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 Louis X of France

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Louis X of France Famous memorial

Birth
Paris, City of Paris, Île-de-France, France
Death
5 Jun 1316 (aged 26)
Vincennes, Departement du Val-de-Marne, Île-de-France, France
Burial
Saint-Denis, Departement de Seine-Saint-Denis, Île-de-France, France
Memorial ID
21092 View Source

French Monarch. Born in Paris, France, the eldest son of Jeanne I of Navarre and Philippe IV of France. In 1305, he took the title of Louis I of Navarre upon his mother's death. That year, he married Margaret, daughter of Robert II, duke of Burgundy. They had a daughter, the future Jeanne II of Navarre. In 1314, Marguerite was charged with infidelity, was convicted, and sentenced to life imprisonment. That same year, upon the death of Philippe IV, Louis ceded Navarre to his brother, Philippe V of France, and succeeded his father as the king of France. His coronation took place on 24 August 1315, in Reims. Almost immediately he declared that all serfs and slaves in France were to be freed, but that they would be required to buy their freedom. He also reversed his father's expulsion of Jews from France, understanding France would benefit economically if the Jews were allowed to come back. He issued a charter allowing the Jews return to France, provided they abided by certain conditions. That same year his wife mysteriously died in her prison, and he married, Clémence of Hungary. He restored the office of chancellor and then dismissed and imprisoned many of his father's unpopular ministers. He was known as an enthusiast of "jeu de paume," the forerunner of tennis, and was the first to build indoor courts. After a game in the summer of 1316, he reportedly drank chilled wine, and fell ill. Within days he succumbed to what is suspected to have been pleurisy, although, inevitably, poison was also suspected. His posthumous son, Jean I, born five months later, died himself at just five days old creating a succession crisis. He was eventually succeeded by his brother Philippe rather than his daughter, Jeanne, who as a female, it was decided, could not succeed to the throne, establishing a precedent maintained for the duration of the French monarchy. He was also known as Louis the Stubborn or Louis the Headstrong.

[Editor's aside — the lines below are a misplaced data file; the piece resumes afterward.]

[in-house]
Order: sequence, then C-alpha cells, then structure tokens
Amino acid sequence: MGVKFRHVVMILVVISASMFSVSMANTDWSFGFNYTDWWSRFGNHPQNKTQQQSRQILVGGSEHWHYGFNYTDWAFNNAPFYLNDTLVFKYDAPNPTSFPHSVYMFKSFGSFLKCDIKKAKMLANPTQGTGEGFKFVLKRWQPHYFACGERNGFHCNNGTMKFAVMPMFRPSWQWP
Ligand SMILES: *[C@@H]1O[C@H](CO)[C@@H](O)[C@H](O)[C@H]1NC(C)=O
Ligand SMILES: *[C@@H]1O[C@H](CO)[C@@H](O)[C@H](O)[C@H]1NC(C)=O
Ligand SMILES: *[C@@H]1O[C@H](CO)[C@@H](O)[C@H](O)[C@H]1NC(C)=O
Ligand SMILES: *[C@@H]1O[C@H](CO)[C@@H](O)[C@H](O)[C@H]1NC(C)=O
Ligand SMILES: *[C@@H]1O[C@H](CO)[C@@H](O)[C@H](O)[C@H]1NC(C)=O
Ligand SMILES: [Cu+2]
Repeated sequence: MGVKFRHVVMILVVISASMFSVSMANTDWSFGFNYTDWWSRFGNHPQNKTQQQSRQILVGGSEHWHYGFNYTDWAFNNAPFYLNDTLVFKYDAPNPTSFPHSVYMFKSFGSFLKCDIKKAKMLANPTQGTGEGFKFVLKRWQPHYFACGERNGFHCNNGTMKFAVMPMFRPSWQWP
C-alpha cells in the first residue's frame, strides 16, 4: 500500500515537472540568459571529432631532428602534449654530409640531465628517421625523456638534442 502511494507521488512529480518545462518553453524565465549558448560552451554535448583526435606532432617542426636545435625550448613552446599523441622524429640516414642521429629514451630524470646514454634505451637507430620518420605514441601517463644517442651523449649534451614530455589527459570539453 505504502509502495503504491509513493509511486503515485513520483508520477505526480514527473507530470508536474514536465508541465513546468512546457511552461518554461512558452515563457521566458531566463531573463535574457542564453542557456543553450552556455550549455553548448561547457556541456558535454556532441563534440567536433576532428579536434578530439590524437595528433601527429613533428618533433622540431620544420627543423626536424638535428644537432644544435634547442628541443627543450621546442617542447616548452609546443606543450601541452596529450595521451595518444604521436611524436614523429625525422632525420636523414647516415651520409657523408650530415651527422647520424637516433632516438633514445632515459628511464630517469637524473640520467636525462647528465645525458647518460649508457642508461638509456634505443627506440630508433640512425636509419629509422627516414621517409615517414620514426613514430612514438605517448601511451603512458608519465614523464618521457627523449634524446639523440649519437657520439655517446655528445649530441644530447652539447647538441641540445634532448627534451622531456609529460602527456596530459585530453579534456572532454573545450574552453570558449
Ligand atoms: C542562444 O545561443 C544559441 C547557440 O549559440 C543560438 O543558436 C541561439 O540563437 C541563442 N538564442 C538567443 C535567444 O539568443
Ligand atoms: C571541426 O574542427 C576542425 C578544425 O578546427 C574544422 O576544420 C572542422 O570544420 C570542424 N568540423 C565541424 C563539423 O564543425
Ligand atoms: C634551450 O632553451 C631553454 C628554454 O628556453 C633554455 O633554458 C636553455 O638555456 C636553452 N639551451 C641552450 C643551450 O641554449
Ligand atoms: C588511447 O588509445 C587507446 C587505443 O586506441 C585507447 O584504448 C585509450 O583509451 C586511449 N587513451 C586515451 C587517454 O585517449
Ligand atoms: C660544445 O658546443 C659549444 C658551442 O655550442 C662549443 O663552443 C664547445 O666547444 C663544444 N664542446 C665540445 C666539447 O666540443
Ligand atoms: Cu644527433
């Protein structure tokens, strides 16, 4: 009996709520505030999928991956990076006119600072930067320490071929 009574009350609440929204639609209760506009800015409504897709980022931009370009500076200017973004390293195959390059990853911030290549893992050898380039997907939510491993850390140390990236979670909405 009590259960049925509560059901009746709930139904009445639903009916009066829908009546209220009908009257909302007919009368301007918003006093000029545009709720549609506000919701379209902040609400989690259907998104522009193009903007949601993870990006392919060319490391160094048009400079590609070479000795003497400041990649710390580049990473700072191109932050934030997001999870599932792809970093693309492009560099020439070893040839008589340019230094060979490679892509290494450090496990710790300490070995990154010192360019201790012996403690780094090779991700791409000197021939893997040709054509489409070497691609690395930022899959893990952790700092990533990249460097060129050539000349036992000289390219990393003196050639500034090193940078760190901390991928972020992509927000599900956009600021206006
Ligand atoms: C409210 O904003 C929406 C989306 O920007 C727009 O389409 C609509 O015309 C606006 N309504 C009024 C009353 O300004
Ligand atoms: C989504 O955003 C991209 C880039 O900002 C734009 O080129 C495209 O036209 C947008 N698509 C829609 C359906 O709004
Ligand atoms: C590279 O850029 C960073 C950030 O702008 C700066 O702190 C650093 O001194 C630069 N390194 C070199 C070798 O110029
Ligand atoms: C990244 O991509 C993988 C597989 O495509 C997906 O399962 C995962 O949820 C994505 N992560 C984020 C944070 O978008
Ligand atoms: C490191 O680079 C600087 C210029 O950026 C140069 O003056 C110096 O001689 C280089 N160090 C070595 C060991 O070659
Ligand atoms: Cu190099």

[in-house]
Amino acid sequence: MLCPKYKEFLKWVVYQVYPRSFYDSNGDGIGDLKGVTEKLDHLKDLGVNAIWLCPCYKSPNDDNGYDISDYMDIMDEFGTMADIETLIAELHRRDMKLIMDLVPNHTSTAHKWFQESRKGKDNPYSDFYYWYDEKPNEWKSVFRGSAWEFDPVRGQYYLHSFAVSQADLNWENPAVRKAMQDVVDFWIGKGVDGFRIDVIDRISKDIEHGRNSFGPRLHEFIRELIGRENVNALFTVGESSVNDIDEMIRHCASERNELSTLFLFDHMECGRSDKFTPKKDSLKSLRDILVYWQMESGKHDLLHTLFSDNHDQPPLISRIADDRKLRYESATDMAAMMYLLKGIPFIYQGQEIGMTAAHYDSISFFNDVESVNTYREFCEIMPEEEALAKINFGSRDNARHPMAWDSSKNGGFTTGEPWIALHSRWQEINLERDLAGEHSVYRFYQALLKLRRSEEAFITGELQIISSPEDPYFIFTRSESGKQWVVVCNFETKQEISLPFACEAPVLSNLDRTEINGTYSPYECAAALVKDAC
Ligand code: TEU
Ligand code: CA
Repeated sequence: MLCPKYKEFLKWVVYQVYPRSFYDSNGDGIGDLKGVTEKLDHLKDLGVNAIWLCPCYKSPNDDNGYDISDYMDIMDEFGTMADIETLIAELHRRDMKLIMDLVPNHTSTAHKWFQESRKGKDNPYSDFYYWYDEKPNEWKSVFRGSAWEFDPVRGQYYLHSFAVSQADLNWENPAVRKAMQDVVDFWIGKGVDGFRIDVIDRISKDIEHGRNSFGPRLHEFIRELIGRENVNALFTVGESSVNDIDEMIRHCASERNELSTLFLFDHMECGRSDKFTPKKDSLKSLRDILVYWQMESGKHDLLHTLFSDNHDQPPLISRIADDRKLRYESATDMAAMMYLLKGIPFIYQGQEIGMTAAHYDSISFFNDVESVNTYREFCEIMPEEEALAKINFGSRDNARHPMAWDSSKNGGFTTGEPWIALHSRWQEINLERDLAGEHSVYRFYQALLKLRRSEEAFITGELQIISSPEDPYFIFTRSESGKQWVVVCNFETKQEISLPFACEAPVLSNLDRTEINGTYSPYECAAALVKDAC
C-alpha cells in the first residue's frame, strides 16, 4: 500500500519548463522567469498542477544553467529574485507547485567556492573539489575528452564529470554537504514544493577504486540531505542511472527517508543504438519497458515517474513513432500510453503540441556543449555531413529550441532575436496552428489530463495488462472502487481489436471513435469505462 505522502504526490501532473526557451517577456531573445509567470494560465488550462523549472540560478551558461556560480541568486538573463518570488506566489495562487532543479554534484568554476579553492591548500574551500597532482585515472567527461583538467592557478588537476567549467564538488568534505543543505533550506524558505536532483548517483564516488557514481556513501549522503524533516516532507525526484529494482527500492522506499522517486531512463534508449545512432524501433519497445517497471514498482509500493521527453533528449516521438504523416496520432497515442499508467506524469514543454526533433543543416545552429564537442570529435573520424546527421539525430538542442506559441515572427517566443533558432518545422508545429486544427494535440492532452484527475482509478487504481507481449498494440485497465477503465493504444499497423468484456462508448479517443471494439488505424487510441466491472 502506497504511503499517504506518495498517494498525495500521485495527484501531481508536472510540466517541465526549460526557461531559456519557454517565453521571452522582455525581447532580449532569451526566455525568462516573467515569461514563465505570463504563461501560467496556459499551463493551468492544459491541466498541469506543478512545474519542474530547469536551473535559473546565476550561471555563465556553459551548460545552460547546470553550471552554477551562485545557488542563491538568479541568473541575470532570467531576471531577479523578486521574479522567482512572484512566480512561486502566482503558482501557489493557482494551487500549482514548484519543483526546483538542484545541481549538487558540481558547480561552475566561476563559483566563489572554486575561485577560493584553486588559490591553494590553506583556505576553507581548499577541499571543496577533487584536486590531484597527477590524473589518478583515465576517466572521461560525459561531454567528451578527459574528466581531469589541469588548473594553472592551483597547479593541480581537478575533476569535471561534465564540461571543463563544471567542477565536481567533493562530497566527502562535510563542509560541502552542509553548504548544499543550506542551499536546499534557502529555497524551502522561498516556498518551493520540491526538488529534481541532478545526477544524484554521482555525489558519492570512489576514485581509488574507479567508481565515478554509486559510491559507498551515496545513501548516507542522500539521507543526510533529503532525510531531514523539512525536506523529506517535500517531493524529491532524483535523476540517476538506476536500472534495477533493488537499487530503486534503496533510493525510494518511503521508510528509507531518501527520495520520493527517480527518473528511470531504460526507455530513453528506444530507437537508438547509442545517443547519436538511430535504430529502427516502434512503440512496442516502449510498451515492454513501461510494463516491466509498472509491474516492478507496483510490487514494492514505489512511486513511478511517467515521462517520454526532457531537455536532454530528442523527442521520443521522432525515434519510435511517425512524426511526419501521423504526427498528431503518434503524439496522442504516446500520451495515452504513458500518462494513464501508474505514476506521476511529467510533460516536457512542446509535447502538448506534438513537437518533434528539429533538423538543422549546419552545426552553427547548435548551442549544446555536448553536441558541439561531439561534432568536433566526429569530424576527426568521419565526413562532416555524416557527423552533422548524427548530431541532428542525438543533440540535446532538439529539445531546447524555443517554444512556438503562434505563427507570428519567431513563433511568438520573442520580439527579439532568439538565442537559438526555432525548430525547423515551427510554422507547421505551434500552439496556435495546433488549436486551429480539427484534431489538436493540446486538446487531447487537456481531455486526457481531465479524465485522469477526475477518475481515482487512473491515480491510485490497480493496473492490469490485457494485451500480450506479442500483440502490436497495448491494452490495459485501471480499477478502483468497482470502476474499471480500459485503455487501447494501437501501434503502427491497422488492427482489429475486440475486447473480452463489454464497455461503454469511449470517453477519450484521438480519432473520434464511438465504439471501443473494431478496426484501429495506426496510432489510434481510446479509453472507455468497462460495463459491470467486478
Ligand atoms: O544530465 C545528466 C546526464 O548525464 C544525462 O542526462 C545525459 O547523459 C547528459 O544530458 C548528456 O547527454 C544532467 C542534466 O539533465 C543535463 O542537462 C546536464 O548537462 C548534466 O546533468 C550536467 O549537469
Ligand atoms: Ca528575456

French Monarch. Born in Paris, France, the eldest son of Jeanne I of Navarre and Philippe IV of France. In 1305, he took the title of Louis I of Navarre upon his mother's death. That year, he married Margaret, daughter of Robert II, duke of Burgundy. They had a daughter, the future Jeanne II of Navarre. In 1314, Marguerite was charged with infidelity, was convicted, and sentenced to life imprisonment. That same year, upon the death of Philippe IV, Louis ceded Navarre to his brother, Philippe V of France, and succeeded his father as the king of France. His coronation took place on 24 August 1315, in Reims. Almost immediately he declared that all serfs and slaves in France were to be freed, but that they would be required to buy their freedom. He also reversed his father's expulsion of Jews from France, understanding France would benefit economically if the Jews were allowed to come back. He issued a charter allowing the Jews return to France, provided they abided by certain conditions. That same year his wife mysteriously died in her prison, and he married, Clémence of Hungary. He restored the office of chancellor and then dismissed and imprisoned many of his father's unpopular ministers. He was known as an enthusiast of "jeu de paume," the forerunner of tennis, and was the first to build indoor courts. After a game in the summer of 1316, he reportedly drank chilled wine, and fell ill. Within days he succumbed to what is suspected to have been pleurisy, although, inevitably, poison was also suspected. His posthumous son, Jean I, born five months later, died himself at just five days old creating a succession crisis. He was eventually succeeded by his brother Philippe rather than his daughter, Jeanne, who as a female, it was decided, could not succeed to the throne, establishing a precedent maintained for the duration of the French monarchy. He was also known as Louis the Stubborn or Louis the Headstrong.

Bio by: Iola


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  • Maintained by: Find a Grave
  • Added: 2 Apr 2001
  • Find a Grave Memorial ID: 21092
  • Find a Grave, database and images (https://www.findagrave.com/memorial/21092/louis_x-of_france: accessed ), memorial page for Louis X of France (4 Oct 1289–5 Jun 1316), Find a Grave Memorial ID 21092, citing Saint Denis Basilique, Saint-Denis, Departement de Seine-Saint-Denis, Île-de-France, France; Maintained by Find a Grave.